The Internet Movie Database is an indispensable resource if you have any interest whatsoever in films. Want to try and figure out where you’ve seen that character actor before? Do you need to know ratings, runtime, or quotes? But if you want to discuss movies, you’ll now have to go elsewhere: the site is shutting down its message boards system.
According to a statement on IMDB, the site’s message forums and the private messaging system will be disabled on February 20th, because they “are no longer providing a positive, useful experience for the vast majority of our more than 250 million monthly users worldwide.”
It’s a bit of an end-of-an-era moment. IMDb predates the World Wide Web: it got its start in 1990 with a series of lists on Usenet and migrated in 1993. At that time, the internet was almost nothing but discussion forums. Since then, we’ve seen the rise of dedicated message forums, social media companies such as Myspace, Facebook, and Reddit. IMDb noted in its announcement that more people were going to the site’s social media channels to post comments and interact with the site.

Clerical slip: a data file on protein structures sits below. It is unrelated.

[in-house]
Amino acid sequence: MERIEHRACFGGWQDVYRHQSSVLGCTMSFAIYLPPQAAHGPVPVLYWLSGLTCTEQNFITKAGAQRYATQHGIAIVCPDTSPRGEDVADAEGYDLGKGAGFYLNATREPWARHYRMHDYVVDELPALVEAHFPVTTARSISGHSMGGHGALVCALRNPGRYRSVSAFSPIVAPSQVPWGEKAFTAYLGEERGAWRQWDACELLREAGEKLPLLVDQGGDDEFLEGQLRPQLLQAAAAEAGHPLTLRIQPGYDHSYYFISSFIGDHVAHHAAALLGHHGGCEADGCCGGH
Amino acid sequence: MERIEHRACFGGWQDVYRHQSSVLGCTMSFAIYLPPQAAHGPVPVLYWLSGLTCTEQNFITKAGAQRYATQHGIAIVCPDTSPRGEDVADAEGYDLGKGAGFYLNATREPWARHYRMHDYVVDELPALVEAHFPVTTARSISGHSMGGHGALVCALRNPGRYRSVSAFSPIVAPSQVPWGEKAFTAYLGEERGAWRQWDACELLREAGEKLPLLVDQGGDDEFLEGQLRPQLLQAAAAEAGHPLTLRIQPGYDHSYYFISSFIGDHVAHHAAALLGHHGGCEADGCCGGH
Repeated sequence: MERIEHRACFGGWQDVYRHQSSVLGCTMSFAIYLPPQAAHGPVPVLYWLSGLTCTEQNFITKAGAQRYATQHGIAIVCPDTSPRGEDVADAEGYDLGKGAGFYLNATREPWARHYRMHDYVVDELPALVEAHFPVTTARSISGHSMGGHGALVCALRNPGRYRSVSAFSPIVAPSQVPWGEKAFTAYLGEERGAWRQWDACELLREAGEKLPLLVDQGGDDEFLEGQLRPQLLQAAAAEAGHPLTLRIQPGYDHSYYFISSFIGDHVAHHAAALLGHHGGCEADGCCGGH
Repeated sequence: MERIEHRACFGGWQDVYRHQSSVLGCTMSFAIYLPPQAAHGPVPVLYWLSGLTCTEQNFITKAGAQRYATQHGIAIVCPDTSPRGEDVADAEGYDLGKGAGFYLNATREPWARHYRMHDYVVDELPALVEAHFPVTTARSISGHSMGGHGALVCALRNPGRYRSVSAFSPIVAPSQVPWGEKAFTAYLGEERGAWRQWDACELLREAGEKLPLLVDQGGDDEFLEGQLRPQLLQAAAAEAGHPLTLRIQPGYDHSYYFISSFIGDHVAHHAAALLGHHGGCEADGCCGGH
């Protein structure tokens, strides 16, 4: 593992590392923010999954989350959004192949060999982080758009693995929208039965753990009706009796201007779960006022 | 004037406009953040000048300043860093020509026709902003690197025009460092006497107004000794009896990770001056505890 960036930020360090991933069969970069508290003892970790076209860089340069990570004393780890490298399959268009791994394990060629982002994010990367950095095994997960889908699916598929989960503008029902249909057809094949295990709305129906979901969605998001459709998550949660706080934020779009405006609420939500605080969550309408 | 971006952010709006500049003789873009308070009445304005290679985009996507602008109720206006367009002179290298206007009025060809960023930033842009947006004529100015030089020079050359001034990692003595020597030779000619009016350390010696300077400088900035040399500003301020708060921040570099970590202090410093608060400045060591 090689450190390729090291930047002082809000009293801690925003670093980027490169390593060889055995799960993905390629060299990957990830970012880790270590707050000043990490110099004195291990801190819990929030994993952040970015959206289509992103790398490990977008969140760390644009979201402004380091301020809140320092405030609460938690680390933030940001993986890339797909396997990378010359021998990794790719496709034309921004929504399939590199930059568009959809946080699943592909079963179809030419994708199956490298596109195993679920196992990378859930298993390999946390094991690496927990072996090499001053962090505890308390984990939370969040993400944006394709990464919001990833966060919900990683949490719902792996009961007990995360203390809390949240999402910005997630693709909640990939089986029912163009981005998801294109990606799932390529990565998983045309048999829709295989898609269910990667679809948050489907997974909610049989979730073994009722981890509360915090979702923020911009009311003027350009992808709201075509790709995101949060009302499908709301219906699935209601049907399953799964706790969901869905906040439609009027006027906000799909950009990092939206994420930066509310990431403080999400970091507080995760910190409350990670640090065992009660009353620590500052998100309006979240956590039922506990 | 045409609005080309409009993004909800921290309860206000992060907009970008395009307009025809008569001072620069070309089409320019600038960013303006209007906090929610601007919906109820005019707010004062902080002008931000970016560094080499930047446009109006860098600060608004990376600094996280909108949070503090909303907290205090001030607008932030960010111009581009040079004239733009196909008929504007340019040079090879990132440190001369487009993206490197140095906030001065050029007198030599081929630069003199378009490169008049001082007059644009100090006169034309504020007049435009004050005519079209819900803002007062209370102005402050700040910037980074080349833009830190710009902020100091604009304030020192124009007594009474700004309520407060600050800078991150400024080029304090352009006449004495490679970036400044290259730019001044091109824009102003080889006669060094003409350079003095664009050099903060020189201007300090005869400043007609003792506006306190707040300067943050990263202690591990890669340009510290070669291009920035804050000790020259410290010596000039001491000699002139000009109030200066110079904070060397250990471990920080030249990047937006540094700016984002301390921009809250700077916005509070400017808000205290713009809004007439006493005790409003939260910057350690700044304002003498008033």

The announcement claimed the site was providing its users with advance notice to prepare for the shutdown: “During this two-week transition period, which concludes on February 19, 2017, IMDb message board users can exchange contact information with any other board users they would like to remain in communication with.”
The decision appears to mark the latest website to question the value of forums and comments, which can require heavy moderation. Other major websites, such as National Public Radio and Popular Science, have closed their own commenting sections because patrolling them for toxic users became a costly and time-consuming chore. Furthermore, IMDb’s systems have remained largely unchanged over the years. Big blocks of text with threaded discussions feel dated compared to other film forums.